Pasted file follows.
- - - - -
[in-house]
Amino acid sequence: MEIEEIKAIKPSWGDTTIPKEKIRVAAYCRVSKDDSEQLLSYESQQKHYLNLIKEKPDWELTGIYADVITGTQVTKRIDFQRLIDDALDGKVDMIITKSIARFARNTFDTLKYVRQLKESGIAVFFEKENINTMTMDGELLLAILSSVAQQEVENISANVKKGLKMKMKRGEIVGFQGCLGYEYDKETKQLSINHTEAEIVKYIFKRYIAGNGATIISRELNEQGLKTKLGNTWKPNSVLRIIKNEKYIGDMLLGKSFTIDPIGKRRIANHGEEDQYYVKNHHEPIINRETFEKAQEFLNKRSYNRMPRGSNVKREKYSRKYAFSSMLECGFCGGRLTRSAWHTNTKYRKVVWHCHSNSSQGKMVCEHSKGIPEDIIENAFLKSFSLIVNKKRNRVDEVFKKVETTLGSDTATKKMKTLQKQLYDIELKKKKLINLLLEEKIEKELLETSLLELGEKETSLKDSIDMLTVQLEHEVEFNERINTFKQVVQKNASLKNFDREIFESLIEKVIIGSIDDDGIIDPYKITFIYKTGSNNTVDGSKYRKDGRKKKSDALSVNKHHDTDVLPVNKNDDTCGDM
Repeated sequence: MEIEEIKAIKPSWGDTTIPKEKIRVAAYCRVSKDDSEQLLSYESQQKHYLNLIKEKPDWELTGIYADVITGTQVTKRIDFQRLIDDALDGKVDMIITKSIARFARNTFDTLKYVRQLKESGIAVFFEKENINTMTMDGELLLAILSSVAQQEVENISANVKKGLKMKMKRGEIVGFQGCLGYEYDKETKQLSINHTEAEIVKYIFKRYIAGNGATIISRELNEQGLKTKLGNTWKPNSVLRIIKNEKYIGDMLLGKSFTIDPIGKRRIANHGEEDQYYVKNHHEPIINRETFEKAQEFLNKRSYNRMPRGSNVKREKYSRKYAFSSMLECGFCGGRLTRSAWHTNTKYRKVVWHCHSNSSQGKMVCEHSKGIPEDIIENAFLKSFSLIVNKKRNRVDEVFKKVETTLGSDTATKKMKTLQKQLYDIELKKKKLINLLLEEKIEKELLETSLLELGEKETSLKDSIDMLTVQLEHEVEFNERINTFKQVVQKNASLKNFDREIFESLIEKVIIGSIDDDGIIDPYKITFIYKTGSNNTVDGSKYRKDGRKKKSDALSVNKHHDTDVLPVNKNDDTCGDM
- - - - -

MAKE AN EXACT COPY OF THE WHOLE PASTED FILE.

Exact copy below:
[in-house]
Amino acid sequence: MEIEEIKAIKPSWGDTTIPKEKIRVAAYCRVSKDDSEQLLSYESQQKHYLNLIKEKPDWELTGIYADVITGTQVTKRIDFQRLIDDALDGKVDMIITKSIARFARNTFDTLKYVRQLKESGIAVFFEKENINTMTMDGELLLAILSSVAQQEVENISANVKKGLKMKMKRGEIVGFQGCLGYEYDKETKQLSINHTEAEIVKYIFKRYIAGNGATIISRELNEQGLKTKLGNTWKPNSVLRIIKNEKYIGDMLLGKSFTIDPIGKRRIANHGEEDQYYVKNHHEPIINRETFEKAQEFLNKRSYNRMPRGSNVKREKYSRKYAFSSMLECGFCGGRLTRSAWHTNTKYRKVVWHCHSNSSQGKMVCEHSKGIPEDIIENAFLKSFSLIVNKKRNRVDEVFKKVETTLGSDTATKKMKTLQKQLYDIELKKKKLINLLLEEKIEKELLETSLLELGEKETSLKDSIDMLTVQLEHEVEFNERINTFKQVVQKNASLKNFDREIFESLIEKVIIGSIDDDGIIDPYKITFIYKTGSNNTVDGSKYRKDGRKKKSDALSVNKHHDTDVLPVNKNDDTCGDM
Repeated sequence: MEIEEIKAIKPSWGDTTIPKEKIRVAAYCRVSKDDSEQLLSYESQQKHYLNLIKEKPDWELTGIYADVITGTQVTKRIDFQRLIDDALDGKVDMIITKSIARFARNTFDTLKYVRQLKESGIAVFFEKENINTMTMDGELLLAILSSVAQQEVENISANVKKGLKMKMKRGEIVGFQGCLGYEYDKETKQLSINHTEAEIVKYIFKRYIAGNGATIISRELNEQGLKTKLGNTWKPNSVLRIIKNEKYIGDMLLGKSFTIDPIGKRRIANHGEEDQYYVKNHHEPIINRETFEKAQEFLNKRSYNRMPRGSNVKREKYSRKYAFSSMLECGFCGGRLTRSAWHTNTKYRKVVWHCHSNSSQGKMVCEHSKGIPEDIIENAFLKSFSLIVNKKRNRVDEVFKKVETTLGSDTATKKMKTLQKQLYDIELKKKKLINLLLEEKIEKELLETSLLELGEKETSLKDSIDMLTVQLEHEVEFNERINTFKQVVQKNASLKNFDREIFESLIEKVIIGSIDDDGIIDPYKITFIYKTGSNNTVDGSKYRKDGRKKKSDALSVNKHHDTDVLPVNKNDDTCGDM